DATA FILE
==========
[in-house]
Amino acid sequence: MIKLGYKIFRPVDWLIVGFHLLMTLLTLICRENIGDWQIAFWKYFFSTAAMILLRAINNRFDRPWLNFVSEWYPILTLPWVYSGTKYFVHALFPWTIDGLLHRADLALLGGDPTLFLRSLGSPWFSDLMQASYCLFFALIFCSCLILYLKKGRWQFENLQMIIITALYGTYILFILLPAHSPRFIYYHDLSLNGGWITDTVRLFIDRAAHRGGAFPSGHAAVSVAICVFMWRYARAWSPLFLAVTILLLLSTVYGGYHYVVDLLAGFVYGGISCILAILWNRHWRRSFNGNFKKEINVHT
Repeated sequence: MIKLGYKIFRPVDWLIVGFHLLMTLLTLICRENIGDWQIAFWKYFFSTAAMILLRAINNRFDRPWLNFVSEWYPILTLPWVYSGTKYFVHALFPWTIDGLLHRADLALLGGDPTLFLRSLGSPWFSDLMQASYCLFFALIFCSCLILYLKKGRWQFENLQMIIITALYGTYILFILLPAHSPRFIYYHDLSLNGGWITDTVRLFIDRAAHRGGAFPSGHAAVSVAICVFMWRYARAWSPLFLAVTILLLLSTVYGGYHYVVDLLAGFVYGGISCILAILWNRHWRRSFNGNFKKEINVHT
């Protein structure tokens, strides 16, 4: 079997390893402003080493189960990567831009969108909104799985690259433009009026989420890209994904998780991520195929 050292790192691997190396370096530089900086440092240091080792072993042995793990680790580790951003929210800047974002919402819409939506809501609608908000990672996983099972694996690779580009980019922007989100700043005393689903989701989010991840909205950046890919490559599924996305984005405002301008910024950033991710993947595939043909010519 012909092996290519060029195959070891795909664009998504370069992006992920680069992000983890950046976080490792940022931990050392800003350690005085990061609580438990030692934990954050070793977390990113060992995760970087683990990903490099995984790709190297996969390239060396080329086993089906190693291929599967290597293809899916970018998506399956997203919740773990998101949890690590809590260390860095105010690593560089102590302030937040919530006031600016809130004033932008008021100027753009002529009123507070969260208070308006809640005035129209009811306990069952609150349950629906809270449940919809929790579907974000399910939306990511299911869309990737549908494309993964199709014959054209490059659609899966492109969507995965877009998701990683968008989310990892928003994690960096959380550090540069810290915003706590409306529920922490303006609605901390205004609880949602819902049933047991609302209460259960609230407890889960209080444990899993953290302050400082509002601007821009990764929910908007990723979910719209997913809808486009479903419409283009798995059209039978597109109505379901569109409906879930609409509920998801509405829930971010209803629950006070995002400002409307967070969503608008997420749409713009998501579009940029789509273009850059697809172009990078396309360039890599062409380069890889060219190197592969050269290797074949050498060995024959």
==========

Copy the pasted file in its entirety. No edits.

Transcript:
[in-house]
Amino acid sequence: MIKLGYKIFRPVDWLIVGFHLLMTLLTLICRENIGDWQIAFWKYFFSTAAMILLRAINNRFDRPWLNFVSEWYPILTLPWVYSGTKYFVHALFPWTIDGLLHRADLALLGGDPTLFLRSLGSPWFSDLMQASYCLFFALIFCSCLILYLKKGRWQFENLQMIIITALYGTYILFILLPAHSPRFIYYHDLSLNGGWITDTVRLFIDRAAHRGGAFPSGHAAVSVAICVFMWRYARAWSPLFLAVTILLLLSTVYGGYHYVVDLLAGFVYGGISCILAILWNRHWRRSFNGNFKKEINVHT
Repeated sequence: MIKLGYKIFRPVDWLIVGFHLLMTLLTLICRENIGDWQIAFWKYFFSTAAMILLRAINNRFDRPWLNFVSEWYPILTLPWVYSGTKYFVHALFPWTIDGLLHRADLALLGGDPTLFLRSLGSPWFSDLMQASYCLFFALIFCSCLILYLKKGRWQFENLQMIIITALYGTYILFILLPAHSPRFIYYHDLSLNGGWITDTVRLFIDRAAHRGGAFPSGHAAVSVAICVFMWRYARAWSPLFLAVTILLLLSTVYGGYHYVVDLLAGFVYGGISCILAILWNRHWRRSFNGNFKKEINVHT
């Protein structure tokens, strides 16, 4: 079997390893402003080493189960990567831009969108909104799985690259433009009026989420890209994904998780991520195929 050292790192691997190396370096530089900086440092240091080792072993042995793990680790580790951003929210800047974002919402819409939506809501609608908000990672996983099972694996690779580009980019922007989100700043005393689903989701989010991840909205950046890919490559599924996305984005405002301008910024950033991710993947595939043909010519 012909092996290519060029195959070891795909664009998504370069992006992920680069992000983890950046976080490792940022931990050392800003350690005085990061609580438990030692934990954050070793977390990113060992995760970087683990990903490099995984790709190297996969390239060396080329086993089906190693291929599967290597293809899916970018998506399956997203919740773990998101949890690590809590260390860095105010690593560089102590302030937040919530006031600016809130004033932008008021100027753009002529009123507070969260208070308006809640005035129209009811306990069952609150349950629906809270449940919809929790579907974000399910939306990511299911869309990737549908494309993964199709014959054209490059659609899966492109969507995965877009998701990683968008989310990892928003994690960096959380550090540069810290915003706590409306529920922490303006609605901390205004609880949602819902049933047991609302209460259960609230407890889960209080444990899993953290302050400082509002601007821009990764929910908007990723979910719209997913809808486009479903419409283009798995059209039978597109109505379901569109409906879930609409509920998801509405829930971010209803629950006070995002400002409307967070969503608008997420749409713009998501579009940029789509273009850059697809172009990078396309360039890599062409380069890889060219190197592969050269290797074949050498060995024959």